Is it a good idea to buy life insurance policy in your 50s?

How old you are is a critical consideration while calculating life insurance premiums, as it increases with age.

Is it a good idea to buy life insurance policy in your 50s?

When is the right time to buy life insurance? Is it at age 25, when one has probably landed their first job, or is it a few years later, after they have got married and ‘settled down’?

Then again, what about people who have no dependents, or are much older – say someone who is 50. Is it a good idea for this person to buy life insurance at that age? Does the policy serve its purpose?

Before we decide on the right age to buy a life insurance policy, perhaps we should attempt to answer why anyone would want to get one.

This is important because the reasons for getting one’s life insured can vary from person to person, depending on the situation. Also, these reasons could change as one gets older, thereby influencing the choice of plan.

Why get life insurance?

The most basic reason why married people seek life insurance is to ensure financial stability for their kids and their spouse – and maybe their parents, if they are dependent. Nobody wants their loved ones to suffer for want of money if they die unexpectedly and early.

This consideration assumes significance if the policyholder is the primary breadwinner, but it has even more weightage if they are also young; say, in their mid to late 20s.

This is because at that age, the policyholder’s savings and other investments are likely to be modest. This means the financial cushions built by such savings and investments will also be modest. In such a situation, death proceeds will be godsend for a bereaved family.

If financial security is the primary consideration, the earlier a life plan is bought the better it is for the buyer and their family, because of the lower (hence, more affordable) premiums charged for a lower age group. 

Related: Is 50 too late for me to start saving for retirement?

Why buy term insurance?

Insurance premiums increase with the age of the applicant. This is because, as people age, they tend to develop health problems. This increases the probability of insurance payouts, which insurance companies must consider.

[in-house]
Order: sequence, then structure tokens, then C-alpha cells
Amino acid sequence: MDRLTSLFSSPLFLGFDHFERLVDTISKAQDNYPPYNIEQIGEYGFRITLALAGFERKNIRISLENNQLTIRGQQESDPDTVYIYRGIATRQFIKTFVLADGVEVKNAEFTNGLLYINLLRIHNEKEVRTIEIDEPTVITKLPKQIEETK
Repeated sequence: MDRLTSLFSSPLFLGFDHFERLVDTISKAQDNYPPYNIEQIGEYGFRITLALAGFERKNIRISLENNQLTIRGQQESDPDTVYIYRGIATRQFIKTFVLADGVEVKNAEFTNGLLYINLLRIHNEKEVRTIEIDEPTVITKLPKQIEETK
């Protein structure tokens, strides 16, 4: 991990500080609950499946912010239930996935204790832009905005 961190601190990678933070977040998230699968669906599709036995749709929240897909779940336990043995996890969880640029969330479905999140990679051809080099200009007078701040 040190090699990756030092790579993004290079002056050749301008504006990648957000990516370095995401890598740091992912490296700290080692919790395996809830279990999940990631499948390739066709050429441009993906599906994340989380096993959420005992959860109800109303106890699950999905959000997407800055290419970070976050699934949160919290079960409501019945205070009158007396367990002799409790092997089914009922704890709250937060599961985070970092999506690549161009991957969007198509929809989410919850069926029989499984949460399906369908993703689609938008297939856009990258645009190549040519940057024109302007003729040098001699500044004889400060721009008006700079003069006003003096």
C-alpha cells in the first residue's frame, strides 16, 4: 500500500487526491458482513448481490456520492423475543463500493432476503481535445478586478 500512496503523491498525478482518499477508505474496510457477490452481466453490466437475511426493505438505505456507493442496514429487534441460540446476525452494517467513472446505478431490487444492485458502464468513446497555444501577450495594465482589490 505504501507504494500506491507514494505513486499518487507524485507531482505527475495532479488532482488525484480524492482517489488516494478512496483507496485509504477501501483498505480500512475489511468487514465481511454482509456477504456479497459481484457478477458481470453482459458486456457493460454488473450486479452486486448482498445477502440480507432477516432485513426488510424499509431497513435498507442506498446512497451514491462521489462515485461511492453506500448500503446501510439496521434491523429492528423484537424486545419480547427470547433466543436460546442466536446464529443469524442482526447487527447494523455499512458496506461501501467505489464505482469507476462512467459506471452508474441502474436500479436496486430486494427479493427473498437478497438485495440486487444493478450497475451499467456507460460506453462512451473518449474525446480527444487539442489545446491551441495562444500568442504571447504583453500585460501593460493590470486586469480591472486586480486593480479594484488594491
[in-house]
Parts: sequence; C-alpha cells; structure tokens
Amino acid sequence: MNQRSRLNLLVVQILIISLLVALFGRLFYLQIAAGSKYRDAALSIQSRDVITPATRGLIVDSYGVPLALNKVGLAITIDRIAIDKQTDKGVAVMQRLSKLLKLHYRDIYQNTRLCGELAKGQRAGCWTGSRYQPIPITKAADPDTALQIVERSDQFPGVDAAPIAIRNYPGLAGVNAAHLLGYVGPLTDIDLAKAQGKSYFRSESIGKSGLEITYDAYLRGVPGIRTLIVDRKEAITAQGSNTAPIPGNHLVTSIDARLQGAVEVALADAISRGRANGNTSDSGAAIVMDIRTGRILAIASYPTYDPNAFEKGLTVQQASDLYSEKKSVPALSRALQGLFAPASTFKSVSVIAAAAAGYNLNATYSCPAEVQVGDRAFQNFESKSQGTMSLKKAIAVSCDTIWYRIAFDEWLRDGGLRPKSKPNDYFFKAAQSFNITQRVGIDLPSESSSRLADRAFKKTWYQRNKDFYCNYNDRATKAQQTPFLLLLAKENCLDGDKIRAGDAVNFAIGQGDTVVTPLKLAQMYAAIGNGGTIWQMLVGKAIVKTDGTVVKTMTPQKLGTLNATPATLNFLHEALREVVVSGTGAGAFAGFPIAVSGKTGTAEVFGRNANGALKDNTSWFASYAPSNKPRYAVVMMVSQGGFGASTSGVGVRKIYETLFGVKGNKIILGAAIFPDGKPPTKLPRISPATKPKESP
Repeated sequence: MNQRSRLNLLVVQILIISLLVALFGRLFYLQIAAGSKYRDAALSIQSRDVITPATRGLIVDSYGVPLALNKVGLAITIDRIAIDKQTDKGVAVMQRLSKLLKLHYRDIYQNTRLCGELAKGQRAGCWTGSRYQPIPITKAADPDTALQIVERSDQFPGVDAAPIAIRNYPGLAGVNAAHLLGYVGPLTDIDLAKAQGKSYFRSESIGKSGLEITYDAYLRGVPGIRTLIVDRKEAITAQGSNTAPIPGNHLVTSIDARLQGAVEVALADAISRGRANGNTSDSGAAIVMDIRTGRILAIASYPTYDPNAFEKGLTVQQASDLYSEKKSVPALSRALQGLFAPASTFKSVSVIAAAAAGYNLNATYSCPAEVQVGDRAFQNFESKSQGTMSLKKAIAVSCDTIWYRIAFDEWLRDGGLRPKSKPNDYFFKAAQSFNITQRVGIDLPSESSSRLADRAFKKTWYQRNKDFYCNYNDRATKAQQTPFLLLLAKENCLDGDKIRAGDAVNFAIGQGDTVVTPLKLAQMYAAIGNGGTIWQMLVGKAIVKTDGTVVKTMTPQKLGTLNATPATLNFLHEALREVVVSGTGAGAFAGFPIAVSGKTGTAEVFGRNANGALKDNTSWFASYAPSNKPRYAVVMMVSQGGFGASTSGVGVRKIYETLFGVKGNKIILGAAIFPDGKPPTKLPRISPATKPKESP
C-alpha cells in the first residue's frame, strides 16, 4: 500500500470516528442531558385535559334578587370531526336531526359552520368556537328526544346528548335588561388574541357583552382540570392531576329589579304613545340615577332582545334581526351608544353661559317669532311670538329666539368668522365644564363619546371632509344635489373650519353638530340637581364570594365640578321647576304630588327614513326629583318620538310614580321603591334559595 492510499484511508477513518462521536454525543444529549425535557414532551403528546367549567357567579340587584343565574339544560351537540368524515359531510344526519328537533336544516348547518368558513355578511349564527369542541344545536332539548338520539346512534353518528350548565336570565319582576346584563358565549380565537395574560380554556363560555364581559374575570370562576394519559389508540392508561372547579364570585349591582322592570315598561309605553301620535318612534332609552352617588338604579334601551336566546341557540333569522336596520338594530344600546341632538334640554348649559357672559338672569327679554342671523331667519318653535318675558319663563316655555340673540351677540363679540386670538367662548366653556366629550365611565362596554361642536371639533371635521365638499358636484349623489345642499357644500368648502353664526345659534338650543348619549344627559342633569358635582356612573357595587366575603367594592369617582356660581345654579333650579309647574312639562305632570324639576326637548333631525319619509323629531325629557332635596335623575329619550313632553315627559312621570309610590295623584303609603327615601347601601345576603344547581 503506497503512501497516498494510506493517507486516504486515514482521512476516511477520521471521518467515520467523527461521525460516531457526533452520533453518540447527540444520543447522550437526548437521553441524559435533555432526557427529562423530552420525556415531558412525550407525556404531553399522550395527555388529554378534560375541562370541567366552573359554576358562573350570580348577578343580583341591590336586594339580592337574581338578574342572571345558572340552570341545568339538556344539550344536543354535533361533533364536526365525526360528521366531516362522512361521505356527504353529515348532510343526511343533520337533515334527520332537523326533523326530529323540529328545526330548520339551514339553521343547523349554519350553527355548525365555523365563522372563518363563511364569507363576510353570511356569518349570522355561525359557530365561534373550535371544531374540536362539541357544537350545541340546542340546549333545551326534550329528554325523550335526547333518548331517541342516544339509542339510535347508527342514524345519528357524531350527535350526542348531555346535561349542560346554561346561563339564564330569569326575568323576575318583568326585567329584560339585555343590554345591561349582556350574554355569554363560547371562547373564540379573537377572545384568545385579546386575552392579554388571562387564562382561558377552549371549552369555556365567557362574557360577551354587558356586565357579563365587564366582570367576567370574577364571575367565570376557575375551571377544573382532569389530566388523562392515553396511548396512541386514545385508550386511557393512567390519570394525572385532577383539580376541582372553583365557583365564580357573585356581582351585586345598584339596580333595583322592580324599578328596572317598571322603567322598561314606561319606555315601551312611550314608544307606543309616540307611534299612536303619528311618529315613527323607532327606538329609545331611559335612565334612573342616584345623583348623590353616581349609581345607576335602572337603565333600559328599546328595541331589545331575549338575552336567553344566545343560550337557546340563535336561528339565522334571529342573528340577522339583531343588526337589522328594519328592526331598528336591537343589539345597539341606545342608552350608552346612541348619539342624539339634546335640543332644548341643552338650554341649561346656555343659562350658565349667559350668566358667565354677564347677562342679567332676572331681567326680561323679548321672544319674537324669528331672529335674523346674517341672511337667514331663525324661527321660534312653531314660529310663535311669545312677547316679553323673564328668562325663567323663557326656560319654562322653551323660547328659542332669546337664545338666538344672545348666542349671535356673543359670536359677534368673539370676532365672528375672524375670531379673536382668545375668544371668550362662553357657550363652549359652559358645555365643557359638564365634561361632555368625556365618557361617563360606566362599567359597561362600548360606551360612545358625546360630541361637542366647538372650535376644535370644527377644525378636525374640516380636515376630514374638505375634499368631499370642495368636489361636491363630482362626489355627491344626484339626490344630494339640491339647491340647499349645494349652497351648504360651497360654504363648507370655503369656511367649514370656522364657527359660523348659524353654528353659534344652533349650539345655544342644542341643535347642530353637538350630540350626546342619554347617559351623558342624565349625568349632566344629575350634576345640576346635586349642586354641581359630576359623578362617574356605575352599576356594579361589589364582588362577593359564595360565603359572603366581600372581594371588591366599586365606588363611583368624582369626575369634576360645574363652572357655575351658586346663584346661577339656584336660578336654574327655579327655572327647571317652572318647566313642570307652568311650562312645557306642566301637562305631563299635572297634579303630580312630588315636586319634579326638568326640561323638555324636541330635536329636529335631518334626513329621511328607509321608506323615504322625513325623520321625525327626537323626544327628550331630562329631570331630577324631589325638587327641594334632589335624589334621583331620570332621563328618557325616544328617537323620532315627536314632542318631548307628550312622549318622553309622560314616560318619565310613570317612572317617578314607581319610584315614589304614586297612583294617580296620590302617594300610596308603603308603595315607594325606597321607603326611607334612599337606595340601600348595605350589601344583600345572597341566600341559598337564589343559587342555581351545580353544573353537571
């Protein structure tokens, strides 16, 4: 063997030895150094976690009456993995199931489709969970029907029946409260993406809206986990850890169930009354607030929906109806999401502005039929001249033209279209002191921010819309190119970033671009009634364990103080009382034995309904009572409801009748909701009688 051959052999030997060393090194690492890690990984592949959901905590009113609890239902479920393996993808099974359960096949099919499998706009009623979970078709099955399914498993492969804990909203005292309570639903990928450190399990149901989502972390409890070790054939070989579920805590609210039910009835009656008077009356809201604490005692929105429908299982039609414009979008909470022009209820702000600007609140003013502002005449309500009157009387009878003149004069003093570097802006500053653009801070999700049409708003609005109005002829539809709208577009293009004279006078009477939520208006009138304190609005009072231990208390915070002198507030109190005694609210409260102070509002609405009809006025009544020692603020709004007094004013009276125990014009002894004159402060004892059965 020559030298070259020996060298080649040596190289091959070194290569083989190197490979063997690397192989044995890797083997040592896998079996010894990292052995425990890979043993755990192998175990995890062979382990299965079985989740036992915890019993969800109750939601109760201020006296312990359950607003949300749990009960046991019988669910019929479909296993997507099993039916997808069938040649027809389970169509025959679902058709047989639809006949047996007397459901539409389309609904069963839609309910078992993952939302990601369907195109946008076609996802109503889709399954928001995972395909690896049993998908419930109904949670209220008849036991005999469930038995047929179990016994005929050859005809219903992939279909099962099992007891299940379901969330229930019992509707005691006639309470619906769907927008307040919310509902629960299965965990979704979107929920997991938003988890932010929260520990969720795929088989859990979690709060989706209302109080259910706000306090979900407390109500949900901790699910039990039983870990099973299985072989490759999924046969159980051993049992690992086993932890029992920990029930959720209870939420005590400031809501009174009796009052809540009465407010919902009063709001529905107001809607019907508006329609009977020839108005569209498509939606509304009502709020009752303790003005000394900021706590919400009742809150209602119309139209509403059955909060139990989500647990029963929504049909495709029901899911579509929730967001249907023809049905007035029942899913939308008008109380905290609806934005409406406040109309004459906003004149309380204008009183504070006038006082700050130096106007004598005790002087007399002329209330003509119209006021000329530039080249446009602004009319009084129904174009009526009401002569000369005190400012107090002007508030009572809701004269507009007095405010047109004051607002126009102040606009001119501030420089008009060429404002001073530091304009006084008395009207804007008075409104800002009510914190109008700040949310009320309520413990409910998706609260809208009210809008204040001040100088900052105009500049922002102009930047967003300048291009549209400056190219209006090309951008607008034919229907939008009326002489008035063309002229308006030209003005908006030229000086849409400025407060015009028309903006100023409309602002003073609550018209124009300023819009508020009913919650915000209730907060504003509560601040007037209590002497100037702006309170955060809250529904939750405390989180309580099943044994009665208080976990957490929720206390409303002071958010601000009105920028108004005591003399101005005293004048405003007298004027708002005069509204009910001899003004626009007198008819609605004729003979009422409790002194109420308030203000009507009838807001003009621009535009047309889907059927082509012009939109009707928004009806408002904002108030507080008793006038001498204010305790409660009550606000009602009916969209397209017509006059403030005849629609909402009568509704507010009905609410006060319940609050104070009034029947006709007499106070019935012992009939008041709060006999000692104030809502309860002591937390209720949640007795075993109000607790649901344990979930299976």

Delaying life cover by just 10 years raises the premium by more than 50% for the same sum assured. That is why it is advisable to buy life cover before turning 30, even if the buyer is unmarried.

This is keeping in mind a future family, as well as the well-being of one’s parents who may need security in their old age. Death benefits can be used to pay off debts, if any. Plus, the premium paid is also eligible for deduction up to Rs 1.5 lakh.

The plan that makes sense for such young people is term insurance, i.e. life insurance for a term or period, mainly because it is cheap.

One can get term insurance with death benefits of Rs 50 lakh at an annual premium as low as Rs 3776, an amount that should be affordable even for those starting out in their career.

Do note that with term insurance, nominees get the benefits only if the insured person dies. This means there is no financial return if the policyholder survives the policy term, unless the term plan comes with riders – or the insured has bought some – related to critical illness or accidental disability.

Related: Insurance for Senior Citizens- Is it worth it?

Plans for people aged 30+

In your 30s, your responsibilities are likely to be different from what they were in your 20s. By now, you are usually settled in a job, probably got married and have children, and are in the process of building for the future.

This includes taking a home loan, car loan, paying off old family debts, or even starting to invest. And as you moves into your 40s and start earning more, your responsibilities and goals also get bigger.

Does term life insurance still make sense in these changed circumstances? Experts are divided on the issue.

One group of financial experts say term life plans continue to be relevant in this evolving scenario and should be continued beyond the age of 50. They refer to customised term plans for various age groups with higher premiums, and point out that these are usually monthly income payment policies that meet the changing needs of an ageing policyholder.